Sadly, we only had an hour with Ovide- I’m pretty sure we could have spent all day learning from his past experiences and knowledge. But in that hour I felt hope. Hope that someone like Ovide was fighting for the justice of his people, that he had a vision and was living it out. I felt excited to hear of Ovide’s plans to meet with the Queen of England, to demand that the United Kingdom uphold the promises they made over a hundred years ago (because Canada won’t). I couldn’t help but wonder if there was some way the Canadian church could get behind them, to actually support the cause of justice like we are called to. We are called to be courageous; we are called to bring light into dark places. We are not only to speak the truth, but act it out. There have been many times in the past when I have thought about the current situation, and wondered if there ever would be any change, or what the church could do about it. I spent two years working for the Mustard Seed in Edmonton, which serves high numbers of Aboriginal people, and witnessed the seemingly hopeless patterns of abuse and addiction. While I did have the privilege of seeing some lives changed, I couldn’t help but feel an ache in my heart for the hundreds of children still born into broken families across the country. Church programs that are designed to help individuals can only go so far- there needs to be change at a systemic level for any lasting difference to be made. I believe the church has a role to play in that, and it begins with a willingness to learn about what has happened, and to partner with and pray for those that are actively involved- like Ovide Mercredi. Justice is very close to God’s heart- I believe the more the church gets involved in it, the more doors will be opened to bring Jesus to those that need Him most.

It Takes a Team

Team Roles by Becky Timmons

In the HtH mission statement, there are four components: build community, expand worldviews, develop leaders and fight for justice. When we travel, we seek growth as individuals and as a community in each of these areas. One of the newer initiatives this trip included the disbursement of leadership roles.

The goal was to give all the travelers a greater sense of ownership in the trip, build community internally, expand the worldviews of what is involved in organizing teams and trips, and give opportunity to exercise leadership skills on peers (not an easy task)!

The very first night in Winnipeg we had a team meeting and among other business, roles were outlined and then each traveler had the opportunity to volunteer for a role. In very few cases did we resort to nominations, for the large majority members were excited and eager to take on a specific challenge! Where necessary we elected one champion and a crew to help with the task, for example Ben was our navigator, but since he could not be in 4 different vehicles at once, he had a navigation crew to direct each driver.

Since our trip was segregated into two legs, we imagined that we would choose roles for the first week and then switch everything around for the second week, however we found that people were excelling in the role they had chosen and so we simply traded out roles between people who were only doing one leg of the trip.

Here is a snap shot of each role and who filled it:

Food coordinator: create a meal plan for each day that includes allowances for allergies and preferences, snacks and hydration. Plan shopping trips and organize a team to facilitate taking and placing orders in restaurants.
Champion: Kelly/Peter (Beth, John)

Equipment Manager: ensure that all tech (ie. music stands, ppt or drums) and promotional material (ie. banners, pamphlets) brought on tour is well maintained and taken care of. Organize a team for the set up of tech and promotional equipment. Be the contact person for any ‘on-site’ technical people, collaborate with them to facilitate the tech needs of HtH for any concert or event.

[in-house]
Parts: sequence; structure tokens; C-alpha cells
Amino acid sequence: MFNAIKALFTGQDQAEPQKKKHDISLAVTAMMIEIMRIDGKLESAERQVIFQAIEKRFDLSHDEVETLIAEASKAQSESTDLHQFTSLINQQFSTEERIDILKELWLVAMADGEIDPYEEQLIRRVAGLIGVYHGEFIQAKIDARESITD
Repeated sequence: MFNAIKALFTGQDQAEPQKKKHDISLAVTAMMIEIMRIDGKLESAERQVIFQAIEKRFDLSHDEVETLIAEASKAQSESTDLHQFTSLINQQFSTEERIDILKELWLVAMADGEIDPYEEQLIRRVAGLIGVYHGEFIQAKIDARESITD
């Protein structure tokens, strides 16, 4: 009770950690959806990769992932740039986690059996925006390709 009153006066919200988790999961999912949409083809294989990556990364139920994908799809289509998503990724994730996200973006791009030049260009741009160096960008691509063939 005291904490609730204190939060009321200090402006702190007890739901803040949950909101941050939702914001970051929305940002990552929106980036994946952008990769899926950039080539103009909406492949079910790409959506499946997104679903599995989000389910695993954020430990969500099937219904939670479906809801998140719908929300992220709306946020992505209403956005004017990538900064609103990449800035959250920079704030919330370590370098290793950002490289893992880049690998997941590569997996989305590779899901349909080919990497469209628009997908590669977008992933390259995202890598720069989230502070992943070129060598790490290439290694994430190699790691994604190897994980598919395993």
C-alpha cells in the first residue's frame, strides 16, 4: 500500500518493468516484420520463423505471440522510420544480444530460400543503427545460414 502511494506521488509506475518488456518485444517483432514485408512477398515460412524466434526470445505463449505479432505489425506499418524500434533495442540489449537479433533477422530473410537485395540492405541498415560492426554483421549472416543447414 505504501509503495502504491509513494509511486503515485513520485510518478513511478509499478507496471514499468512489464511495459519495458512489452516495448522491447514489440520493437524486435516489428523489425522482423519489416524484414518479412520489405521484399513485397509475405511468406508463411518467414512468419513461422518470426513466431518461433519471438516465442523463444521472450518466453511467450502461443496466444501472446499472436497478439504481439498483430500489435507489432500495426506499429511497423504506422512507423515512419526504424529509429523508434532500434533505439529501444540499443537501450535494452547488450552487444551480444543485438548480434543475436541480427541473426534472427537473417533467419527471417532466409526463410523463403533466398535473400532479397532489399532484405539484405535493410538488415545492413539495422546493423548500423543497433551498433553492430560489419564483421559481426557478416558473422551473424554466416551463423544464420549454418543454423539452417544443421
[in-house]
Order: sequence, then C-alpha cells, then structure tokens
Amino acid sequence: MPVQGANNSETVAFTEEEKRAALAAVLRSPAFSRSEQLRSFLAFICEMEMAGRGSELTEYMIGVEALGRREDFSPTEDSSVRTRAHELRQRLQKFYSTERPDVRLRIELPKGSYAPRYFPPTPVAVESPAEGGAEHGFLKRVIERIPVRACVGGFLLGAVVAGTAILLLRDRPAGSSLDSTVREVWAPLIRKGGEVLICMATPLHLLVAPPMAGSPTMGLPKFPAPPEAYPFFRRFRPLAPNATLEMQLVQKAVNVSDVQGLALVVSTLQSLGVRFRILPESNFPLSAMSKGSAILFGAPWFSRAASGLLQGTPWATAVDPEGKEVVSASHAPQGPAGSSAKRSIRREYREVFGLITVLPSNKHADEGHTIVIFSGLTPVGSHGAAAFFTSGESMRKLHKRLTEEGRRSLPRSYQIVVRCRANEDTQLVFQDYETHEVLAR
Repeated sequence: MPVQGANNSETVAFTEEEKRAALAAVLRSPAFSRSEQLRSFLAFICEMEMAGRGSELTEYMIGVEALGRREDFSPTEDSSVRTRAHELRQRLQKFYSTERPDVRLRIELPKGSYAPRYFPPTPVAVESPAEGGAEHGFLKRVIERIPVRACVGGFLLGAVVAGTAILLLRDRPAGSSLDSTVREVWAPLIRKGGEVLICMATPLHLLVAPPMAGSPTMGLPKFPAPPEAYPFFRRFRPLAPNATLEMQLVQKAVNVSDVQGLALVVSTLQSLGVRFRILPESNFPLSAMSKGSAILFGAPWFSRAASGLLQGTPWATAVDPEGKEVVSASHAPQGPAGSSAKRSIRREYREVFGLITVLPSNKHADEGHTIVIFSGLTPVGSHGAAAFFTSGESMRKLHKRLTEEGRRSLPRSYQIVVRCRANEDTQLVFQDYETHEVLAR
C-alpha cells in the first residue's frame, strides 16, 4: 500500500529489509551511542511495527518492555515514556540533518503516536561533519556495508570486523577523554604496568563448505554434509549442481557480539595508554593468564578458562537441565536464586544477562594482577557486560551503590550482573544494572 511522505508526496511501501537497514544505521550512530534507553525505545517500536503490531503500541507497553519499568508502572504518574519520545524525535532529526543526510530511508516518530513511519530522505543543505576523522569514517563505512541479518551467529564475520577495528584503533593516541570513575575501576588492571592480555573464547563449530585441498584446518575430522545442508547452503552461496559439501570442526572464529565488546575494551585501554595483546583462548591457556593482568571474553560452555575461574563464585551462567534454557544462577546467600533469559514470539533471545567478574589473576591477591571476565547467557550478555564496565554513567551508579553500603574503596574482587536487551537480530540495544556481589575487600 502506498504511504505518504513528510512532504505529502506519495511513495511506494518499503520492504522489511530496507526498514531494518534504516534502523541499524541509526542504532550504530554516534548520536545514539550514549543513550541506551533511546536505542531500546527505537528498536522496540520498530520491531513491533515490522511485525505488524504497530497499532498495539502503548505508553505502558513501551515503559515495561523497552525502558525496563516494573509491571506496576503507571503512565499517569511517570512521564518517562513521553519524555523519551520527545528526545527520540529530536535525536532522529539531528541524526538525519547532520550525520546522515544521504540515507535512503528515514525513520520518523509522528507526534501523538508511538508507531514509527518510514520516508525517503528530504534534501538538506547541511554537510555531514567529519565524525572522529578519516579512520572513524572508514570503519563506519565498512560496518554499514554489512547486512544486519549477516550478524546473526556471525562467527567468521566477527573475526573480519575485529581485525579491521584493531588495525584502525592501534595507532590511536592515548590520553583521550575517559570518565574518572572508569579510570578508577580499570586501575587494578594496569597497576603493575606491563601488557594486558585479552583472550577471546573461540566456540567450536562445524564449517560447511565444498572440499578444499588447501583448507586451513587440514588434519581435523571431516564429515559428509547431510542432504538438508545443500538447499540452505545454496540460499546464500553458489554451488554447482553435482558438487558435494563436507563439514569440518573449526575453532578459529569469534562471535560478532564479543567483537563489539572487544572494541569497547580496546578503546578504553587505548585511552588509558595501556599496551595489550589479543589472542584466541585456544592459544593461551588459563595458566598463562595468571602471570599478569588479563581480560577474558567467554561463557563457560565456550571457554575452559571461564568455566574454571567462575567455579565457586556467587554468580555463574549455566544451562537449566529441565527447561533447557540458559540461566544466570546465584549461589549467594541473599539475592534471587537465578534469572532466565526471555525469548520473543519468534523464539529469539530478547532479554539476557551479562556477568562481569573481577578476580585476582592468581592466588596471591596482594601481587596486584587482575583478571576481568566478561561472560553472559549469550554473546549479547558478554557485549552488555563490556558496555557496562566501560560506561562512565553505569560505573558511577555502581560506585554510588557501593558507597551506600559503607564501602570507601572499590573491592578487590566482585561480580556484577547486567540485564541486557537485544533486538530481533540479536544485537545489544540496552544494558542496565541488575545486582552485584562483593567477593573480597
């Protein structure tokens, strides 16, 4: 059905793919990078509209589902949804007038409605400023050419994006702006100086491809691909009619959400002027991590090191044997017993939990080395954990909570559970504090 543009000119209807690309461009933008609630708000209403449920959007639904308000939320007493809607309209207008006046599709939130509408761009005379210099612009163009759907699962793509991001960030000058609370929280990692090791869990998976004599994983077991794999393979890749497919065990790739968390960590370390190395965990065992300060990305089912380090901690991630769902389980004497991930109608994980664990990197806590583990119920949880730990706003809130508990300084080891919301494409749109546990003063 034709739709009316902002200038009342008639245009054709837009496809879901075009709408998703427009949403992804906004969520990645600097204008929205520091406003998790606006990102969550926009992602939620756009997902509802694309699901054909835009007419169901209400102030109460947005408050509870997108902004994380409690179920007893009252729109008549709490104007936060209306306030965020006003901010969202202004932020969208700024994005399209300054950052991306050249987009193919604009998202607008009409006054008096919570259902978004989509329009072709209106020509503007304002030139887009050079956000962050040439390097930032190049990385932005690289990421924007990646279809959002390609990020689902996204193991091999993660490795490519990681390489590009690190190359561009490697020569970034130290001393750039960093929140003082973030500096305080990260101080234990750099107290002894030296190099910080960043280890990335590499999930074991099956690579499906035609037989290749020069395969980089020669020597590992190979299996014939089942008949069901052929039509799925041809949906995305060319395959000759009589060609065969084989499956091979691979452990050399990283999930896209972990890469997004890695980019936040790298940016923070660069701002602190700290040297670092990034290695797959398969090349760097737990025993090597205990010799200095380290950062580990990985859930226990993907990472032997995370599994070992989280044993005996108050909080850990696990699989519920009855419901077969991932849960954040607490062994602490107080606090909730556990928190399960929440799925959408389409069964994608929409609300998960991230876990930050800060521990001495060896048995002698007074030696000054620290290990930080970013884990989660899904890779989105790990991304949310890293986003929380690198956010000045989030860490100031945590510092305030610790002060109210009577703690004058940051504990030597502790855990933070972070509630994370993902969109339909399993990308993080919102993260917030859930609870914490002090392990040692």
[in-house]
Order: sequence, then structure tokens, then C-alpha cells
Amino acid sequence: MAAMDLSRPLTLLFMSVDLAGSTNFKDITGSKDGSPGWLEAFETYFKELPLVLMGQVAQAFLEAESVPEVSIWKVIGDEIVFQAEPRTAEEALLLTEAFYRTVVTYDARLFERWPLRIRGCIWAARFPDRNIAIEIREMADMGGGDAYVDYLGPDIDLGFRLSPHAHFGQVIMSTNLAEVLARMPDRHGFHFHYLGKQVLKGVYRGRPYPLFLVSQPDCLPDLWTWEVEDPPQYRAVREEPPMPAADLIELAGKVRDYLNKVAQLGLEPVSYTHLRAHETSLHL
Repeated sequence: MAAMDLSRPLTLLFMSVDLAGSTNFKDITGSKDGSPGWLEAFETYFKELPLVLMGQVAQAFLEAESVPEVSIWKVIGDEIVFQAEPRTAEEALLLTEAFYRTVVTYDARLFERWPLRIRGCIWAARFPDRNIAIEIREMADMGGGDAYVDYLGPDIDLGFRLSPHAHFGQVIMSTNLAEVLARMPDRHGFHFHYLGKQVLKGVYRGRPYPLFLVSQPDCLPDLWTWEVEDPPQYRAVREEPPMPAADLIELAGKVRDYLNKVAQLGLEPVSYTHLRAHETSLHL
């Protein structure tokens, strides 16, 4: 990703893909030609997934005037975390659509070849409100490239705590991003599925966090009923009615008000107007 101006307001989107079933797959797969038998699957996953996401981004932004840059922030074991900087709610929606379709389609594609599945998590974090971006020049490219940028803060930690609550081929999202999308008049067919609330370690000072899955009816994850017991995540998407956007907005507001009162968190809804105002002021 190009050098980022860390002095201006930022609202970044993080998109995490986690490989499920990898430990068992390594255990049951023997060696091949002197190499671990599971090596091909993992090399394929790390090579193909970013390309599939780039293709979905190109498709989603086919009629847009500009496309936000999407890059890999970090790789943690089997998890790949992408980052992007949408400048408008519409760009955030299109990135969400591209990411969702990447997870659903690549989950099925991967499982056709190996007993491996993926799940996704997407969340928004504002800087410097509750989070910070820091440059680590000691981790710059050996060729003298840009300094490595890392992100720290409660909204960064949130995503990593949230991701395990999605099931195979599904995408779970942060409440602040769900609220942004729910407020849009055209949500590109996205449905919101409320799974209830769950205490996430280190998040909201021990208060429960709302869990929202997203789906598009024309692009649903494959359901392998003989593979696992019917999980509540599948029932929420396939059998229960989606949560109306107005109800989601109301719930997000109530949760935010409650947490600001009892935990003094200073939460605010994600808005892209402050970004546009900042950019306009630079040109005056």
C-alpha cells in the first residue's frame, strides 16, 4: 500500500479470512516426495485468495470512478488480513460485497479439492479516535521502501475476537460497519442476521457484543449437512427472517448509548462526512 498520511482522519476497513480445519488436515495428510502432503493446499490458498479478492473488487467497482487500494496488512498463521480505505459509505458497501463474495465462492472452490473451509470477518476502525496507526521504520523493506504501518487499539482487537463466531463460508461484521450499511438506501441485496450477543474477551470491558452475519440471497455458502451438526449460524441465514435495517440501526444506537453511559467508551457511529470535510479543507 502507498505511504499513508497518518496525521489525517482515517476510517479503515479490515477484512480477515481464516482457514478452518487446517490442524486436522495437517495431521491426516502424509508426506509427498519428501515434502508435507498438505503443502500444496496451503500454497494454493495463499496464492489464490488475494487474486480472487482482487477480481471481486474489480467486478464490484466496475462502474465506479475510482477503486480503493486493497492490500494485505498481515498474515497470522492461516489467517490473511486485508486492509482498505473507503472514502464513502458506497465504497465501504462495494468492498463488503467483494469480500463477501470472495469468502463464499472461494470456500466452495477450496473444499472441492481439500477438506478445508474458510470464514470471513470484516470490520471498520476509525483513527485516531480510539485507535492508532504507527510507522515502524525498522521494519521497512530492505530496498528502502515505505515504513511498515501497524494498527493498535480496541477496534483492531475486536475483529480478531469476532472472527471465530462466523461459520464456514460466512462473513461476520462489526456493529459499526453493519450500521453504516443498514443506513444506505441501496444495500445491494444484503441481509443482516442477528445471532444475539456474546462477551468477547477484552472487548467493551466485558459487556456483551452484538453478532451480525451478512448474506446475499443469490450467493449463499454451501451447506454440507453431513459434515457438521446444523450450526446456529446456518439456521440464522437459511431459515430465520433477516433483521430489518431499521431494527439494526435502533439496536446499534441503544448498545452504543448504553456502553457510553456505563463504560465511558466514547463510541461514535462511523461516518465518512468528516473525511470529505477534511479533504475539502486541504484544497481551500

Champion: Shaun (Becky, Ben, Kate K-promo)

Packing Guru: responsible for the efficient and careful packing of all HtH tech, promo material, individual baggage and personal belongings. Create a team and system of packing that ensures all belongings have been accounted for.
Champion: Winnipeg leg-Torri (Christina, Sebastian), Ontario leg-Mitch D. (Ben, Barron)

Navigator: in collaboration with the drivers, the navigator will plan efficient routes for the day’s activities. This person must prepare by bringing maps that can be accessed without an Internet connection. This person will also ensure the integrity of the van convoy.
Champion: Ben (Peter, David, Kelly, others with smart phones!)

Schedule Keeper: this person must coordinate with Beth on the schedule of events for the day. This person will then communicate that schedule to HtH participants. Note: this person does not create the schedule for the day, but is responsible to know enough to answer questions about it. This person will also be conscious about time required by each event for travel, prep and other time concerns so that they can consult with Beth on the schedule.
Champion: David

First Contact: this person will be the first contact for any HtH event. They will meet with the contact person of the event to determine the details of the event (ie. where are dressing rooms, what time is sound check, etc.) this person will also act as the point person for any HtH members questions. Champion: Alanna (Beth)

Keeper of the Purse: for any monies collected for HtH purposes, this person will keep a detailed accounting of the money received and for whom. This person will also keep track of money and receipts where costs incurred will later be charged to HtH participants. A detailed accounting of all the tour’s financial dealings will be required upon return from the tour.
Champion: Winnipeg leg-Sebastian, Ontario leg-Mitch

Fun Director: this person will work with the schedule keeper to find time to release the tension of the group through fun and uplifting activities (ie. van games, tour secret santa, wide games, etc.) keep in mind that these activities are purposes to bring the community closer together relationally.